Over the course of the current series of posts, I will be looking at the situation of various Kenyan Sports, as the nation attempts to move forward in the wake of the global covid-pandemic.
In the last post I looked at the situation in football, this post will look at cricket. This is the most historically successful sport in Kenya, and one I have written a great deal about on this blog.
The Big picture
While as most other sports mostly have only the covid-19 pandemic to worry about, there is no shortage to the number of crises, or rather the scope of the existential crisis, gripping the game of cricket right now.
Lack of legitimate leadership at the top, wrangles between virtually all stakeholders of the game, lack of a development program, and dwindling player numbers means that the sport has a lot to contend with to survive the pandemic, or even grow in the aftermath.
The Domestic game
Ordinarily local cricket clubs participate in regional 50 over, 40 overs and T20 competions at the regional leval from March through to December. This is a bit of a hold-over from the traditional ‘English cricketing summer.’ The most vibrant competitions were based in the Nairobi and Mombasa region, with Rift Valley also at times putting together competitions for teams based around Nakuru.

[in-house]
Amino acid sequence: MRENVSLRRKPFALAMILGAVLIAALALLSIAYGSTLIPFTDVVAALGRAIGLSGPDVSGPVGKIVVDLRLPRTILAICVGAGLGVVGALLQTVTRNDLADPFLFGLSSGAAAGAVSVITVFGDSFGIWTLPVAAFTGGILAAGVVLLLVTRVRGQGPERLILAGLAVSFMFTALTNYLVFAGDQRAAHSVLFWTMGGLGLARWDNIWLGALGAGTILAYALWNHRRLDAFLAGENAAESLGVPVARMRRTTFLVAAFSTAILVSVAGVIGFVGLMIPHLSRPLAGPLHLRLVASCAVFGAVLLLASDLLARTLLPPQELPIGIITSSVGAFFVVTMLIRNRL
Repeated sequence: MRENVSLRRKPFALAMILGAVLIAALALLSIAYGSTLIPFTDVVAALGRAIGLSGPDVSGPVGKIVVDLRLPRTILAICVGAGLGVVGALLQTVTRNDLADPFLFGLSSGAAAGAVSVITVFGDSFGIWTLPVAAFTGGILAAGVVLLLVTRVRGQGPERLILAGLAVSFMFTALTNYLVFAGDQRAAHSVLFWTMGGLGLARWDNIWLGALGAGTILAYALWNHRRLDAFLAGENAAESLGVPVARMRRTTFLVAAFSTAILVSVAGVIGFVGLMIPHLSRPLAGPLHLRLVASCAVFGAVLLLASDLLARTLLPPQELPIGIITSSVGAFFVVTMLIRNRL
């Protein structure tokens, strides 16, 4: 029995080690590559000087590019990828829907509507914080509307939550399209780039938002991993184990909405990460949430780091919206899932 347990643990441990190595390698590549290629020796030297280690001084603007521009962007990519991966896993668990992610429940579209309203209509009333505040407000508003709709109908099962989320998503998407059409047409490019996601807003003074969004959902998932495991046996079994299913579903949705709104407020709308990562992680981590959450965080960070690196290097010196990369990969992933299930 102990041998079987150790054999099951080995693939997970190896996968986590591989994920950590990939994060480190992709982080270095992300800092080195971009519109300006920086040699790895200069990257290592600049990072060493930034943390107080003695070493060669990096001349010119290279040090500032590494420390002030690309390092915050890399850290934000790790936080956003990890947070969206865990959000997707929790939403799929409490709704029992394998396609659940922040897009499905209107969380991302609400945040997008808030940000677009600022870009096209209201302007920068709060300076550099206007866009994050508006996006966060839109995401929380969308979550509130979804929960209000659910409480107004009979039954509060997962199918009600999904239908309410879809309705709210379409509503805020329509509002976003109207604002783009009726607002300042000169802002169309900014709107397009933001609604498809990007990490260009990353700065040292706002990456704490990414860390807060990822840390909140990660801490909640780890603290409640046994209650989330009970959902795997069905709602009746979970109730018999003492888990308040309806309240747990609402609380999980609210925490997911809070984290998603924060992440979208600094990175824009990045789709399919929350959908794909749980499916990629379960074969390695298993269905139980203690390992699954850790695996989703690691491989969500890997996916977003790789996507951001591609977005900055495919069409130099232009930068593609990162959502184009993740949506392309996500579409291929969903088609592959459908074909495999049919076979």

So far it is not clear how what will become of these competitions, until the Kenyan government’s task force on sports concludes its work and give a way forward.
At the global level, the men and women’s national teams were in the process of attempting to qualify for the next 2020 World Cup, when all cricket was suspended due to the covid-19 pandemic. The men’s 2020 world Cup has been pushed forward a year, and the global qualifying tournament suspended until further notice. Kenya was also scheduled to participate in the now postponed Africa T20 Cup midway through this year.
Though the International Cricket Council has since published guidelines for playing cricket in a ’socially distanced manner, the Africa Cricket Association has yet to give direction on how, or when the Africa T20 Cup tournament might possibly be re-scheduled.
There has also not been any communication of ne dates for pending qualifying tournaments that Kenya is scheduled to participate in for the foreseeable future
Off the field
Even before government regulations suspended cricket, as part of the suspension of public gatherings, the management structure of the game was on the brink of collapse. Elections for the top management board of Cricket Kenya failed, a draft constitution, meant to break the deadlock at the top management of Cricket Kenya was trashed literally days after it was released. Since then there does not seem to be much of an appetite for reconciliation who knows when or how the deadlock will be broken?